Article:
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Quality Over Quantity: Iterating to Find Your Character

Character designer Amber Kenneson tells us about 8 week her process in of creating a new character in Character Design for Production and why iterating will lead you to undiscovered ideas.


I’ve been a freelance character designer and visual development artist since 2010. I’ve worked on several in-development projects for small, independent animation studios. Recently I created character designs for a pitch to Netflix and Disney Jr.; I also art directed the overall style for this project. I chose to take Character Design for Production for two reasons: 1) to build my portfolio, and 2) to get faster at tasks a character designer is assigned on a production (i.e. pose sheets, expression sheets, turnarounds).

Designing a Character With Story

The character I worked on during this course comes from a story idea I came up with a couple of years ago–the first time I took the course! Back in 2017, I came up with this idea of a rare book librarian, Lydia Kensington, who lives and works in England in 1915. When she travels the world to collect rare books and manuscripts, she’s not meeting with collectors over a polite cup of tea–she’s going out to find them herself. I was definitely influenced by Indiana Jones and other adventure stories (my favorite kind). I researched World War I intensely, and have continued to do so. I wanted to continue to develop it, and now, in 2019, I did. The character I designed in this course, Adom, is a curator at a museum of antiquities in Cairo–and Lydia’s main contact in Egypt. The design challenge here was creating a character that belonged in the same world as the original; I ended up reworking both characters multiple times until they felt like they lived in the same world.

Character Pose & Expression Sheets

When I start working on poses and expressions, I prefer to do the rough sketches with charcoal on paper; it feels looser and more free. Then I snap a photo of the page and draw over it digitally. Working fast and loose, I create a lot of roughs–which gives me a lot of options. Ultimately, I pick the ones that tell the story best. Time constraints are a factor as well–as Nate Wragg says, quality over quantity!

Tie Down & Clean-up

Since my character evolved so much from the initial design, and I was also reworking my other character at the same time, I had my work cut out for me this week! Adom’s proportions in my initial rough sketches were too realistic, and Lydia’s proportions were pushed too far on the stylization spectrum (plus there were other nit-picky design aspects I wanted to adjust). I kept adjusting both characters to eventually get them to meet in the middle in terms of style so the characters felt like they belonged in the same world. I was cleaning up pose sheets, expression sheets, and turnarounds for 2 characters. How to present everything was the big decision to make this week. What kind of line? Clean or sketchy? Add tone? Keep just the line? I played with a lot of variations.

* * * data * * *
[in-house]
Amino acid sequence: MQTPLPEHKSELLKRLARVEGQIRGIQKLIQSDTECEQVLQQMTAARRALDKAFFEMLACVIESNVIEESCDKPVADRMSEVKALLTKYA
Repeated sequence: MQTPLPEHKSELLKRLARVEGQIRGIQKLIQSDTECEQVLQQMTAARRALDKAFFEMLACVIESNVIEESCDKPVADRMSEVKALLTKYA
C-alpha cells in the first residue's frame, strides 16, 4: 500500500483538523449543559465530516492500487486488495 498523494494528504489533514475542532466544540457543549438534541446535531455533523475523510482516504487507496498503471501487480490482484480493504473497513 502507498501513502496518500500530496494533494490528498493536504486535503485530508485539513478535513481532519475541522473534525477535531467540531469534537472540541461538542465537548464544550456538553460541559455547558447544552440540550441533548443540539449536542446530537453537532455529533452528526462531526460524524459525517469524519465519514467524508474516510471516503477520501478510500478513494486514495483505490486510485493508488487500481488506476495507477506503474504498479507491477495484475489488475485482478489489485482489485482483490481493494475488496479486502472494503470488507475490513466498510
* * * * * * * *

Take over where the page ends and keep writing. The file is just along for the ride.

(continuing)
From what I’ve heard, I may be in the minority in enjoying turnarounds. They are challenging, yes, but it really works the more technical side of my brain. Plus, as a character designer, it’s important to be able to do them quickly and well!

Putting It Together

For the “movie moment,” I really wanted to convey excitement and adventure in the frame! I also wanted to tell the story of the relationship between the characters, and how they differ in their response to danger. The Egypt setting is (I hope) clearly conveyed with the hieroglyphics and the Anubis statue; and while Lydia is fearlessly reaching for the ancient scroll, Adom, though helping, isn’t exactly thrilled.

Final Thoughts

I don’t design male hero characters often–and I think it can be challenging to make them look interesting. Nate Wragg helped a lot with that. When I was working on the initial sketches and designs in Week 1, I definitely had no idea where it was going to go–no preconceived idea of what the character might look like. I just had to sketch and sketch and sketch and… you get the idea. It was a highly iterative process, as is often the case in production. Going through the steps in the production pipeline and aiming to keep pace with what would be expected on a production (which was my own personal challenge) was a fantastic experience and great for building my portfolio! Nate helped me feel more comfortable and confident in designing male heroes, which I’m sure will come up at some point in my future career!

You can see more from Amber here: https://www.amberkenneson.com/

or follow her on Instagram: https://www.instagram.com/amberkenneson/?hl=en